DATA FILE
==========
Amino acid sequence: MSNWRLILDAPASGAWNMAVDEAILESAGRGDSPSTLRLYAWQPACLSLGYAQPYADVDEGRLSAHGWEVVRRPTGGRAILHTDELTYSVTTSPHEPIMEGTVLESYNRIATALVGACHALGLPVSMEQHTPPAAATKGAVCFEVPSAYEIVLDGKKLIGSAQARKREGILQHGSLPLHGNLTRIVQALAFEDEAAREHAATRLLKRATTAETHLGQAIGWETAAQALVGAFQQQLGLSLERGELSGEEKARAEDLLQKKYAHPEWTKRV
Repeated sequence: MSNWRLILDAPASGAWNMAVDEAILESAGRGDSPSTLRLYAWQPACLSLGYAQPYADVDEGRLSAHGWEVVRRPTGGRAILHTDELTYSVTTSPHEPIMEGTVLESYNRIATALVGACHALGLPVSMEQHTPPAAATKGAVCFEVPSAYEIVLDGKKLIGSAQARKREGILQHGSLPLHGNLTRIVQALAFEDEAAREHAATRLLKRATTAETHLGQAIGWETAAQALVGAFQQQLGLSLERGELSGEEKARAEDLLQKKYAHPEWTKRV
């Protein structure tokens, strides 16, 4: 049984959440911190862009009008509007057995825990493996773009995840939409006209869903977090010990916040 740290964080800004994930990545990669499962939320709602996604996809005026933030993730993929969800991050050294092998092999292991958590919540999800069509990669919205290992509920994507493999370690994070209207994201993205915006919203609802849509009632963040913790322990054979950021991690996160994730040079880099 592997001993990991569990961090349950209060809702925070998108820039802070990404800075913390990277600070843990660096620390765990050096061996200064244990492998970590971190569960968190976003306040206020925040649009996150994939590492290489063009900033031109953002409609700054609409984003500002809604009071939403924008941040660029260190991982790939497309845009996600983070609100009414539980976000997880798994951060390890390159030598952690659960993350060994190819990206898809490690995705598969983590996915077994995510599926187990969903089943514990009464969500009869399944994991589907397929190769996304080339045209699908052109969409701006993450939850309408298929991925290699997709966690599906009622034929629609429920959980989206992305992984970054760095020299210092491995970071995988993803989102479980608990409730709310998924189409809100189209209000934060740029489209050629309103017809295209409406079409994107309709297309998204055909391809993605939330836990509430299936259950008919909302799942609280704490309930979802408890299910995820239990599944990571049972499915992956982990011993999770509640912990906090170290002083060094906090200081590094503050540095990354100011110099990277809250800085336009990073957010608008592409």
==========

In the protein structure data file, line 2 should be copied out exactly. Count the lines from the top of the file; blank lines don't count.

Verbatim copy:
Repeated sequence: MSNWRLILDAPASGAWNMAVDEAILESAGRGDSPSTLRLYAWQPACLSLGYAQPYADVDEGRLSAHGWEVVRRPTGGRAILHTDELTYSVTTSPHEPIMEGTVLESYNRIATALVGACHALGLPVSMEQHTPPAAATKGAVCFEVPSAYEIVLDGKKLIGSAQARKREGILQHGSLPLHGNLTRIVQALAFEDEAAREHAATRLLKRATTAETHLGQAIGWETAAQALVGAFQQQLGLSLERGELSGEEKARAEDLLQKKYAHPEWTKRV